The Finnish economy has made enormous strides since the severe recession of the early 1990s. Finland successfully joined the euro zone and has outperformed euro-area partners in terms of economic growth and public finance. In the last few years, the Finnish economy has performed reasonably well. Total output was 5.5% higher in 2006 than in 2005, but economic activity leveled off in the latter half of the year. GDP is predicted to grow by 3.1% in 2007, while 2008 is likely to show a slower rate of growth, estimated at 2.7%. Unemployment decreased significantly since 1994 to 7.7% in 2006 and is expected to drop to 7.1% in 2007. A relatively inflexible labor market and high employer-paid social security taxes hamper growth in employment. The annual rise in consumer prices exceeded the 2% mark at the end of 2006 for the first time in five years. Nearly half of the overall rise in consumer prices derived from soaring house prices and higher interest rates.
Exports of goods and services contribute 32% of Finland's GDP. Metals and engineering (including electronics) and timber (including pulp and paper) are Finland's main industries. The United States is Finland's third most important trading partner outside of Europe. With a 3.8% share of imports in 2006, the United States was Finland's seventh-largest supplier. The total value of U.S. exports to Finland in 2006 was $2.6 billion. Major exports from the United States to Finland continue to be machinery, telecommunications equipment and parts, aircraft and aircraft parts, computers, peripherals and software, electronic components, chemicals, medical equipment, and some agricultural products. The primary competition for American companies comes from Russia, Germany, Sweden, and China. The main export items from Finland to the United States are electronics, machinery, ships and boats, paper and paperboard, refined petroleum products, telecommunications equipment and parts. In 2006, the United States was Finland's fourth-largest customer after Germany (11.3%), Sweden (10.5%), and Russia (10.1%), with an export share of 6.5%, or $5 billion. However, trade is only part of the totality: the 10 biggest Finnish companies in the United States have a combined turnover that is three times the value of Finland's total exports to the United States. About 2.3% of the Finnish GDP comes from exports to the United States.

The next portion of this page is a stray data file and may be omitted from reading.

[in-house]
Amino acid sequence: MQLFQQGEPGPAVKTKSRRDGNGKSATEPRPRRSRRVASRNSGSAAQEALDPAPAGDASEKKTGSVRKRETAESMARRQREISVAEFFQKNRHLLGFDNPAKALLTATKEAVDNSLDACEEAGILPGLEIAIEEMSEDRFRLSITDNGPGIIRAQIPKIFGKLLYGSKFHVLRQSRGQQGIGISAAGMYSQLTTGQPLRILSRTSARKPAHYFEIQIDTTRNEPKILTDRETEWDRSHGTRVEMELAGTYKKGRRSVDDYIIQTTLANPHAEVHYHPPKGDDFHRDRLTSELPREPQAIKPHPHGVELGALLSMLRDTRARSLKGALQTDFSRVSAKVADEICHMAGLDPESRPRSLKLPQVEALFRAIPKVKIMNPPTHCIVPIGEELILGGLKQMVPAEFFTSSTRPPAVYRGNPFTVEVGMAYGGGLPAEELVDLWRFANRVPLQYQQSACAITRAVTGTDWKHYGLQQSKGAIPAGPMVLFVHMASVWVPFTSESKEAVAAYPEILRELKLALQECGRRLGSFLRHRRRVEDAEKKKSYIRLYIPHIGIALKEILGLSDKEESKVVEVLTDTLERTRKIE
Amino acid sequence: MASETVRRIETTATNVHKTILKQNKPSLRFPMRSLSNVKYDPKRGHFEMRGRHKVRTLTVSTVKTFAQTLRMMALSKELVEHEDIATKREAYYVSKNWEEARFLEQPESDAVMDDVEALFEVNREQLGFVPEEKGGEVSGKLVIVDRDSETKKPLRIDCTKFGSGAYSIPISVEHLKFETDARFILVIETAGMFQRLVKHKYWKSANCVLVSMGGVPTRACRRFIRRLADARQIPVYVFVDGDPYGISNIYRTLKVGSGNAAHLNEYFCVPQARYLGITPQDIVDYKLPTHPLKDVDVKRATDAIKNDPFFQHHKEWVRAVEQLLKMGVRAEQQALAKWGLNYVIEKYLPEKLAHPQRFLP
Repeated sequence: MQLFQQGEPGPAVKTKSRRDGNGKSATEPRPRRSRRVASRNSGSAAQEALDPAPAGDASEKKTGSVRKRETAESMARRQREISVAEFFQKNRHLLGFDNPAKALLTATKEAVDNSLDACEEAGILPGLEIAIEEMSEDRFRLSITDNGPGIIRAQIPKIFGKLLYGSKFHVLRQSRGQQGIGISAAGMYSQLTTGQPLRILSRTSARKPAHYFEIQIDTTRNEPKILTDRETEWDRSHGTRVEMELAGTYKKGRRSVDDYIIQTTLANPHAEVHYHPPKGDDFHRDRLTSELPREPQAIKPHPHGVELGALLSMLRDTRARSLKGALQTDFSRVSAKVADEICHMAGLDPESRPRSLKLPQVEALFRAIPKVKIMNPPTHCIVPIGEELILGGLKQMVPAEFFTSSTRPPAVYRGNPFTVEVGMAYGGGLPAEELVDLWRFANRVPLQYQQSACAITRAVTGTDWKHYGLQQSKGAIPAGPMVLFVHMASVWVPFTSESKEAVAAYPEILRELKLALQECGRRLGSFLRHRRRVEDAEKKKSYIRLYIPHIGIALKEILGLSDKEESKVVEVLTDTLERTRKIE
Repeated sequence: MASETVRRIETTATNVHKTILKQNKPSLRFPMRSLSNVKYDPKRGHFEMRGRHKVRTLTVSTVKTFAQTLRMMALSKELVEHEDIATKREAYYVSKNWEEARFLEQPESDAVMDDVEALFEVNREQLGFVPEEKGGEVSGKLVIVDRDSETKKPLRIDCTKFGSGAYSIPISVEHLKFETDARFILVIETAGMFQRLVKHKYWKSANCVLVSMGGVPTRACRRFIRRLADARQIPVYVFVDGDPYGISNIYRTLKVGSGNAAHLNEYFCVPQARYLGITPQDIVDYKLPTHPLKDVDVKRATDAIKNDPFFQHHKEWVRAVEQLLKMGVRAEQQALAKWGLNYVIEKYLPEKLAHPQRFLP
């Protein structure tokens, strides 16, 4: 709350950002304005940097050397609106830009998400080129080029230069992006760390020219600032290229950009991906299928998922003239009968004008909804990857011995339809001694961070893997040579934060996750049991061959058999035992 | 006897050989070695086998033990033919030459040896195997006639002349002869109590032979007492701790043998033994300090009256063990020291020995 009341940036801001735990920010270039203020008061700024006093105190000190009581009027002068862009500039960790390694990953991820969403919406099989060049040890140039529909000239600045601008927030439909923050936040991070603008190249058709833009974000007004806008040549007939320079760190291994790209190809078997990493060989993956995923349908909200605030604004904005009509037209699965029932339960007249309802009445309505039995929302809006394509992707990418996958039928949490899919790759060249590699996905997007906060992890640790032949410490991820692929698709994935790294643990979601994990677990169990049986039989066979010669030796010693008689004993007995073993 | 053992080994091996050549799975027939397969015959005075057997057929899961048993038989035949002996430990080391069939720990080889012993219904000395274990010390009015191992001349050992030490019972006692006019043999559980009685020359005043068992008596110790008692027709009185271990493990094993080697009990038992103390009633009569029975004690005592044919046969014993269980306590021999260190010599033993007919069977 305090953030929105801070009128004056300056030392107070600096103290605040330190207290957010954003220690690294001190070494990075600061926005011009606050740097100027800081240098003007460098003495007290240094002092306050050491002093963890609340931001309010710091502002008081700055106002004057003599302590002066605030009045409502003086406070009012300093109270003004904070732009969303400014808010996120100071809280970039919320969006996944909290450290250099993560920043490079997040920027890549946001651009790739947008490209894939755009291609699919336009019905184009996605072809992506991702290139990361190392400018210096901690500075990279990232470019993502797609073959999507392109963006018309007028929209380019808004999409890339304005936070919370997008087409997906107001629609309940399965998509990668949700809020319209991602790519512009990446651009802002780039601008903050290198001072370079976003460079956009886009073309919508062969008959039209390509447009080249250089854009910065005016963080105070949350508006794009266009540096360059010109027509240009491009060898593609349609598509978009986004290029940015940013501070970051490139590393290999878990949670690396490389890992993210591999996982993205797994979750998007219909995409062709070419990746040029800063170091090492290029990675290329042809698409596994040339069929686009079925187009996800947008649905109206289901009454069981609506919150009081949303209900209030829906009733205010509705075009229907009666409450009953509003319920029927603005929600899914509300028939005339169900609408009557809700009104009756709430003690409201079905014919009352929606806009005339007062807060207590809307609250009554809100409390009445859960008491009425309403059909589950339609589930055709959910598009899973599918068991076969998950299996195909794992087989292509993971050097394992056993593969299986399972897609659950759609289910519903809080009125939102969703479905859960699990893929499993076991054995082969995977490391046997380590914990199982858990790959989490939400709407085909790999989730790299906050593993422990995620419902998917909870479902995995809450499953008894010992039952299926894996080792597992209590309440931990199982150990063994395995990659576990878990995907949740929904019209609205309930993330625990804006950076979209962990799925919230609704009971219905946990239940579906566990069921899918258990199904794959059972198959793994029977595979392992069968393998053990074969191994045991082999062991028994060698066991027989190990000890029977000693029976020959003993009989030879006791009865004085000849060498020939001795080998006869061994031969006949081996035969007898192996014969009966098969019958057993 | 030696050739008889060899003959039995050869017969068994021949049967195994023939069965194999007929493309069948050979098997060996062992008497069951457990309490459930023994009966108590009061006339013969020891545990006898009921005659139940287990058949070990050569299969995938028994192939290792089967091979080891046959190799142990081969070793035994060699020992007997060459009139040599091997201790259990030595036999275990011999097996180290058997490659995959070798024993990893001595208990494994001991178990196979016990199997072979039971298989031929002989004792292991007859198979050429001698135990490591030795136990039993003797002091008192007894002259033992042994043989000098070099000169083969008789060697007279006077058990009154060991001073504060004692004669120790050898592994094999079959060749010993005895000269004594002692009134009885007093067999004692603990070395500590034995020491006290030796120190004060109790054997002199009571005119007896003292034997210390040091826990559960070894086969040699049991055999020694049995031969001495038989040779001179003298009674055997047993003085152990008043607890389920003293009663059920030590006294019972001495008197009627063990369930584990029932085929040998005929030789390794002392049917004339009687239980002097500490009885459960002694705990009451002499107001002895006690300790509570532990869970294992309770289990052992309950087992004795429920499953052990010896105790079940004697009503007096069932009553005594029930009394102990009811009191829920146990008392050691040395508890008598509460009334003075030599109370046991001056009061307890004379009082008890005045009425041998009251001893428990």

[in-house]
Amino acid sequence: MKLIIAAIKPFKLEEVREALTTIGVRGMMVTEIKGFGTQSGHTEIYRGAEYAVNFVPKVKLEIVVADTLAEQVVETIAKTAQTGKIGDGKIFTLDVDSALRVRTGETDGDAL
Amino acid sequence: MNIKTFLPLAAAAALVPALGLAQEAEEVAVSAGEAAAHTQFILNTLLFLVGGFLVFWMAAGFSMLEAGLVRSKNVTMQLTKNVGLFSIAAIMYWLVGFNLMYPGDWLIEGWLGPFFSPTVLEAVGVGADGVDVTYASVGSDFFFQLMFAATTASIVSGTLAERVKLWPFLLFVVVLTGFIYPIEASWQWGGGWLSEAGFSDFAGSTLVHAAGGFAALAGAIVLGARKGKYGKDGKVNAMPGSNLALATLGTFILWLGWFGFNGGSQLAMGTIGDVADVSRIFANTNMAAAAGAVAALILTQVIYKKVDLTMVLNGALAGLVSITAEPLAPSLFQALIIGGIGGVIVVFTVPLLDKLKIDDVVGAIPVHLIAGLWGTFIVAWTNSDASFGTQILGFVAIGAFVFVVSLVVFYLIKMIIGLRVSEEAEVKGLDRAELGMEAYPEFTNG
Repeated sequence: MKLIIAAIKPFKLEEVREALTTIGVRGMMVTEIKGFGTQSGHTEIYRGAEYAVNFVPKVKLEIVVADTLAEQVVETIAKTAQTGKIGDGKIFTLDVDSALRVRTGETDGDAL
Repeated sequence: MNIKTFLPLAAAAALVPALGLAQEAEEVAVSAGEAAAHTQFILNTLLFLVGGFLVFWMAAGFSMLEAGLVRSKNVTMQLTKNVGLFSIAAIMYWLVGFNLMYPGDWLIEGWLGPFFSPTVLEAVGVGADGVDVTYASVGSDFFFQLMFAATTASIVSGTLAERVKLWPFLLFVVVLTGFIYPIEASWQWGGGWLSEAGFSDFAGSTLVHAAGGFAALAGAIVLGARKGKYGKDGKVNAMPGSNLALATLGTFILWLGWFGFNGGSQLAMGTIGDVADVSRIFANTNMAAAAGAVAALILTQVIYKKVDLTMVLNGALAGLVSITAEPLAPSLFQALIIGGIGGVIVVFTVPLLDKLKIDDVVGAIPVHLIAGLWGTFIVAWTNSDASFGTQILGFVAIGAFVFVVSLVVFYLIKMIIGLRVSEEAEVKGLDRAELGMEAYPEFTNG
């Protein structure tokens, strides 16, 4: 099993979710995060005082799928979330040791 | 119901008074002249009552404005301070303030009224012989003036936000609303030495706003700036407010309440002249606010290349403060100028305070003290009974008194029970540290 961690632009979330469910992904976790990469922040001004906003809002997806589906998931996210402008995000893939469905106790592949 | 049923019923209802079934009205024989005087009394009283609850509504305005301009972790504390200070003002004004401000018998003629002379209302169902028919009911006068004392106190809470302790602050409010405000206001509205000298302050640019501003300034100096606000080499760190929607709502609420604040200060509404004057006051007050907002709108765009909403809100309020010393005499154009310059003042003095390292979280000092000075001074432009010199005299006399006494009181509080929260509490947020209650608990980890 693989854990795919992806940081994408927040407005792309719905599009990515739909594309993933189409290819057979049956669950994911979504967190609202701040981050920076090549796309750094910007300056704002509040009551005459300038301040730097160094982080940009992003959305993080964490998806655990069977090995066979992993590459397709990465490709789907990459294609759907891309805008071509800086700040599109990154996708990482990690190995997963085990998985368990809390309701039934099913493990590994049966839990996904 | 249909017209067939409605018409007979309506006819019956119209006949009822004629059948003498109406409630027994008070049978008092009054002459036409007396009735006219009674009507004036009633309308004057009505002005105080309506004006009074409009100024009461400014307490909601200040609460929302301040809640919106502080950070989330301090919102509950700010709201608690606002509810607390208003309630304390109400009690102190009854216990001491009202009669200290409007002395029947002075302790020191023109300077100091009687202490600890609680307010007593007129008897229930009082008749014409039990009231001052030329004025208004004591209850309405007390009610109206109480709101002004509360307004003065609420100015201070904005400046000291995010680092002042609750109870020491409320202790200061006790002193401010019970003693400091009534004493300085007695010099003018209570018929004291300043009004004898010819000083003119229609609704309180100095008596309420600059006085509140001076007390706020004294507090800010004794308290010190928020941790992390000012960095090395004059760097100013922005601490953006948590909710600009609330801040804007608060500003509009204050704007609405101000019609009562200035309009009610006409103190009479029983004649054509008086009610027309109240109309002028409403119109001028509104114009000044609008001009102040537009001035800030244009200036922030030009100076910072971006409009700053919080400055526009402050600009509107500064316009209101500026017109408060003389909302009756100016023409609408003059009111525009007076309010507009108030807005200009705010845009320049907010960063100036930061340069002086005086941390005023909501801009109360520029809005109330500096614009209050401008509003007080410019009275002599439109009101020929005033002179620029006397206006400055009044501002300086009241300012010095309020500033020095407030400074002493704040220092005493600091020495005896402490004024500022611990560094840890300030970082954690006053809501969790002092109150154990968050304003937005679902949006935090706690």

Except for timber and several minerals, Finland depends on imported raw materials, energy, and some components for its manufactured products. Farms tend to be small, but farmers own sizable timber stands that are harvested for supplementary income in winter. The country's main agricultural products are dairy, meat, and grains. Finland's EU accession has accelerated the process of restructuring and downsizing of this sector.